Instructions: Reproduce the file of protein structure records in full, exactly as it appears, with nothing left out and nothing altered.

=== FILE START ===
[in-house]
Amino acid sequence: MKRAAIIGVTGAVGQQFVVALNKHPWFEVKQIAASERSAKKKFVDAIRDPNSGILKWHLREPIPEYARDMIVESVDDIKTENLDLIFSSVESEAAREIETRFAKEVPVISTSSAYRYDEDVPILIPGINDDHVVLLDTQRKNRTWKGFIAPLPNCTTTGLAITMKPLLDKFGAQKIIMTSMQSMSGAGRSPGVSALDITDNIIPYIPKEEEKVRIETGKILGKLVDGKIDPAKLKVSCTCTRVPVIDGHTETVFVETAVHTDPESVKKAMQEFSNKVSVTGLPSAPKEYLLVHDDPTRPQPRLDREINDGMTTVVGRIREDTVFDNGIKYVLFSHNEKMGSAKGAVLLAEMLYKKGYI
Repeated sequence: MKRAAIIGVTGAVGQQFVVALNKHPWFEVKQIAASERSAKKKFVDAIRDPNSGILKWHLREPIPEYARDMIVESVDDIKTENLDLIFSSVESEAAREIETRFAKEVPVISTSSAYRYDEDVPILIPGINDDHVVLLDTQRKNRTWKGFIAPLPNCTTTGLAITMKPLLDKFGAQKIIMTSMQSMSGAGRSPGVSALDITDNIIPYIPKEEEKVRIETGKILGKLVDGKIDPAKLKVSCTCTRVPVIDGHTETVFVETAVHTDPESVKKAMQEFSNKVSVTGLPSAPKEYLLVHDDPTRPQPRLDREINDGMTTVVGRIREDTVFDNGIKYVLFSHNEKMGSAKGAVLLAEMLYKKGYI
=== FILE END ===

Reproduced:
[in-house]
Amino acid sequence: MKRAAIIGVTGAVGQQFVVALNKHPWFEVKQIAASERSAKKKFVDAIRDPNSGILKWHLREPIPEYARDMIVESVDDIKTENLDLIFSSVESEAAREIETRFAKEVPVISTSSAYRYDEDVPILIPGINDDHVVLLDTQRKNRTWKGFIAPLPNCTTTGLAITMKPLLDKFGAQKIIMTSMQSMSGAGRSPGVSALDITDNIIPYIPKEEEKVRIETGKILGKLVDGKIDPAKLKVSCTCTRVPVIDGHTETVFVETAVHTDPESVKKAMQEFSNKVSVTGLPSAPKEYLLVHDDPTRPQPRLDREINDGMTTVVGRIREDTVFDNGIKYVLFSHNEKMGSAKGAVLLAEMLYKKGYI
Repeated sequence: MKRAAIIGVTGAVGQQFVVALNKHPWFEVKQIAASERSAKKKFVDAIRDPNSGILKWHLREPIPEYARDMIVESVDDIKTENLDLIFSSVESEAAREIETRFAKEVPVISTSSAYRYDEDVPILIPGINDDHVVLLDTQRKNRTWKGFIAPLPNCTTTGLAITMKPLLDKFGAQKIIMTSMQSMSGAGRSPGVSALDITDNIIPYIPKEEEKVRIETGKILGKLVDGKIDPAKLKVSCTCTRVPVIDGHTETVFVETAVHTDPESVKKAMQEFSNKVSVTGLPSAPKEYLLVHDDPTRPQPRLDREINDGMTTVVGRIREDTVFDNGIKYVLFSHNEKMGSAKGAVLLAEMLYKKGYI